Beasts of the Southern Wild, a deliciously dreamy tale about a fictional Bayou community in the backwaters of Louisiana, does not so much jump off the screen as float effortlessly off it.
Made with two leads who had never acted before (it was recently denied eligibility for Screen Actors Guild Awards for this reason), it charts the fall-out from a Hurricane Katrina-like disaster through the eyes of Hushpuppy, a feisty yet fragile six-year old (played by the astoundingly good newcomer Quvenzhane Wallis) as she rubs along with her hot-tempered, alcoholic father, Wink (Dwight Henry).
This is a film that defies any attempt at logical criticism, more like a hypnotic poem or song than a film with a sensical plot.
Here is what we know for sure: Hushpuppy has lived alone with her father since her mother "swam away" many years before. We know too, from her teacher and from Hushpuppy's own musings, that one day the icecaps will melt, a flood will come and "The Bathtub", as the local community call their side of the levee, will be "just a whole bunch 'o' water". And we know that Wink is ill, seriously ill, disappearing for days on end and returning in hospital garb with a dark, ominous colour creeping through his veins and a fearful temper.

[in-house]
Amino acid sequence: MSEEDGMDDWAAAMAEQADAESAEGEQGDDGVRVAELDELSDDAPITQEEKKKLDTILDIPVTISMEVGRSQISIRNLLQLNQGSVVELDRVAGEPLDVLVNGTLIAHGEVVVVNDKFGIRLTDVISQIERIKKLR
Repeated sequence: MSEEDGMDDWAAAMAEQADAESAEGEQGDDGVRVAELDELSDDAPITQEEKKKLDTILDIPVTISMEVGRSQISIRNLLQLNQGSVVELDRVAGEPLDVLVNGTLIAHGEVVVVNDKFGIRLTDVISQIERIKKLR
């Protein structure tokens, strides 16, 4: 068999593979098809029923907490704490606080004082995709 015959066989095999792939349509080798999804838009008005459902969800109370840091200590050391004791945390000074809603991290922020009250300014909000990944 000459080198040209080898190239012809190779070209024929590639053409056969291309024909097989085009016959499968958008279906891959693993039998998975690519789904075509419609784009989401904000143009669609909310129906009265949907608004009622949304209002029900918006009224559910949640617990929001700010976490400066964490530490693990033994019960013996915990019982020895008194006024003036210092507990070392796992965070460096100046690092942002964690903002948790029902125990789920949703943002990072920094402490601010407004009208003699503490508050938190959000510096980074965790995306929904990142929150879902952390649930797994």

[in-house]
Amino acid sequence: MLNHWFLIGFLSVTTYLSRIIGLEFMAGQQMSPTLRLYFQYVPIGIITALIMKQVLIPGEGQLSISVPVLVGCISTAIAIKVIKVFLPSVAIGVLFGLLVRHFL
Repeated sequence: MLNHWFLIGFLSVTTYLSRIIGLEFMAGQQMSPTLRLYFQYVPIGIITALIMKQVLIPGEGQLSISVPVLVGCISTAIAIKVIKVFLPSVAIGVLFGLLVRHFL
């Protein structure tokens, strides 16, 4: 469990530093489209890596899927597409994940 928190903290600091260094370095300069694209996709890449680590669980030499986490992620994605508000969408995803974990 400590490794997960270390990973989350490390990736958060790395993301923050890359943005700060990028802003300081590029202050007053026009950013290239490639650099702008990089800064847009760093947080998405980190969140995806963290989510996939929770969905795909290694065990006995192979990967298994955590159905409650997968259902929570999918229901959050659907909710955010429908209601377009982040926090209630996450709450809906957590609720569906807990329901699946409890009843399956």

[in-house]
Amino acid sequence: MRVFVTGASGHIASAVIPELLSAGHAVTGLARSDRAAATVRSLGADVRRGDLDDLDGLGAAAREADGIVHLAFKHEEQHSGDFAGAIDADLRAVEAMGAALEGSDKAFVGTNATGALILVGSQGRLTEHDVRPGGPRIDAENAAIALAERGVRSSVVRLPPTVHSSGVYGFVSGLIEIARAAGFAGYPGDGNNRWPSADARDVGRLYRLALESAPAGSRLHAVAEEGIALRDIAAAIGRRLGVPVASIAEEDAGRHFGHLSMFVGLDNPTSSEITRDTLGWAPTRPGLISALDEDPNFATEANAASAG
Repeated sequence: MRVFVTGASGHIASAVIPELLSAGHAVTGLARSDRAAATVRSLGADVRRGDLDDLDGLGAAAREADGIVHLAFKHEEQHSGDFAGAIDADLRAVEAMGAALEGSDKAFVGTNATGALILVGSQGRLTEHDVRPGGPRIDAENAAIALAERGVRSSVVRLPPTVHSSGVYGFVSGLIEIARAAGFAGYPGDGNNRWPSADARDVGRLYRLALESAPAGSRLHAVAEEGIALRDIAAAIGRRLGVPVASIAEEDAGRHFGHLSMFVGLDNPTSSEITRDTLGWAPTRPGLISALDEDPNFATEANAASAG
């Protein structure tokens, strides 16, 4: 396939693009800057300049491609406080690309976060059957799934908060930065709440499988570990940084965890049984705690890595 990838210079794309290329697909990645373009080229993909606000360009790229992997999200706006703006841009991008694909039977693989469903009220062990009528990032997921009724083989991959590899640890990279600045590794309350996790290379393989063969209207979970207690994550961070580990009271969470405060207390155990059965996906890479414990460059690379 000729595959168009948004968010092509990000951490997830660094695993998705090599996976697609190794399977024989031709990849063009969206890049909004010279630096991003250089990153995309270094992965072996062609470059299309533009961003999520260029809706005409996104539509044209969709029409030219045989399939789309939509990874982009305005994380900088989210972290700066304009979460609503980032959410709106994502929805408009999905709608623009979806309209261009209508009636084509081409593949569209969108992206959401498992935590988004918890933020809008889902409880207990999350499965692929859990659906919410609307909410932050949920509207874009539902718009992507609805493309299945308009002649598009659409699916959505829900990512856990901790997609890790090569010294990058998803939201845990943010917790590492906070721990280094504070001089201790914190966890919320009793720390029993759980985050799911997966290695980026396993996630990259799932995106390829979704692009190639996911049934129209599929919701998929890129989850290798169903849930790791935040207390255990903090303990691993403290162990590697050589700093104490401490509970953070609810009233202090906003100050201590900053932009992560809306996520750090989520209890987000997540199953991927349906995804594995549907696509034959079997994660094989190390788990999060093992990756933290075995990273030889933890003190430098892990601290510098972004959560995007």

Terrified of leaving Hushpuppy alone, Wink is trying to teach her to survive without him. But she is a tragicomic caricature of an adult. She cooks for herself but uses a blowtorch to light the stove. She throws her weight around, puffing up her chest exclaiming "I'm the man!" and yelling at her father but is easily scared.
Hushpuppy is grounded in reality - she lives off the land and water around her - but it is her imagination that sets her free. She chatters away to her absent mother, and dreams vividly of aurochs, a now extinct form of cattle, except that in her mind they look more like mythological beasts.
There is humour, too, amidst the madness. When the flood finally comes and father and daughter sail through the water of what remains looking for food, a moment where the resilient youngster punches a fish in the face is unexpected to say the least.
Is Beasts this year's The Artist? Perhaps not - it is probably too bizarre to appeal to mainstream audiences and there may still be some who find its environmental undertone off-putting. But, featuring phenomenal performances and a rare, beautiful glimpse at a vanishing world, it shares with The Artist that sense of the magic of cinema, an insistence that, on screen, wondrous things can be born from the simplest ideas.
Public screenings, 12, 13, 14 October, www.bfi.org.uk/lff
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